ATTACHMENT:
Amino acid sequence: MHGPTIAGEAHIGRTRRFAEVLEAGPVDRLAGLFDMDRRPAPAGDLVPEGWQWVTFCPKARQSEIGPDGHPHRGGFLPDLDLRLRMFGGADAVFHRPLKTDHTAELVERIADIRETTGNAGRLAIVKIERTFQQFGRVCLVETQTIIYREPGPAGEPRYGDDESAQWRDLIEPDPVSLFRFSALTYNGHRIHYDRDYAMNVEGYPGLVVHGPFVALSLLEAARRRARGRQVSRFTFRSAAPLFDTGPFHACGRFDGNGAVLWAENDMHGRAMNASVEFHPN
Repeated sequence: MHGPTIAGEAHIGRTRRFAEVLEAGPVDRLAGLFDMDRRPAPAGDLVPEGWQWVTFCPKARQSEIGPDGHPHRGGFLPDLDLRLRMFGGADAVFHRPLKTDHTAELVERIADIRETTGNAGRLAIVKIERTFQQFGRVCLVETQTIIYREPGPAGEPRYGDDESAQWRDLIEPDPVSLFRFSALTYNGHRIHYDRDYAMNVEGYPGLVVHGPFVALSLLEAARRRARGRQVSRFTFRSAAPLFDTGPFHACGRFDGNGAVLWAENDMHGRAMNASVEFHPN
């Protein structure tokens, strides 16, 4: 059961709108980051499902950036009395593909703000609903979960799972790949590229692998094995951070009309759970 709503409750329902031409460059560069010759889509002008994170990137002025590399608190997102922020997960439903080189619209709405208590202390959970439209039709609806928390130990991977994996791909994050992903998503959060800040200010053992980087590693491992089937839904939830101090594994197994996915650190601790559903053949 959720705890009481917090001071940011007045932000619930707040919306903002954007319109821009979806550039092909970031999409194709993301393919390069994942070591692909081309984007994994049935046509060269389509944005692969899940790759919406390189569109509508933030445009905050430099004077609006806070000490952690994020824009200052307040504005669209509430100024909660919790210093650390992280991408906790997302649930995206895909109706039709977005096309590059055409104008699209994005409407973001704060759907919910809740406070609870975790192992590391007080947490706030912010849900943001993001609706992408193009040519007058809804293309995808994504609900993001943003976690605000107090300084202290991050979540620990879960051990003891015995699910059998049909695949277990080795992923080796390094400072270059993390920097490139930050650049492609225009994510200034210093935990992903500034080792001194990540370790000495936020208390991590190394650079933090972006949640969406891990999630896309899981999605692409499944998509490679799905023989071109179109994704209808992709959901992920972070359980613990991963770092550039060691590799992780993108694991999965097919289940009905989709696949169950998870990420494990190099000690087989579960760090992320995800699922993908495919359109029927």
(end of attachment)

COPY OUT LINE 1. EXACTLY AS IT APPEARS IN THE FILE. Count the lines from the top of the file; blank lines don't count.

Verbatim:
Amino acid sequence: MHGPTIAGEAHIGRTRRFAEVLEAGPVDRLAGLFDMDRRPAPAGDLVPEGWQWVTFCPKARQSEIGPDGHPHRGGFLPDLDLRLRMFGGADAVFHRPLKTDHTAELVERIADIRETTGNAGRLAIVKIERTFQQFGRVCLVETQTIIYREPGPAGEPRYGDDESAQWRDLIEPDPVSLFRFSALTYNGHRIHYDRDYAMNVEGYPGLVVHGPFVALSLLEAARRRARGRQVSRFTFRSAAPLFDTGPFHACGRFDGNGAVLWAENDMHGRAMNASVEFHPN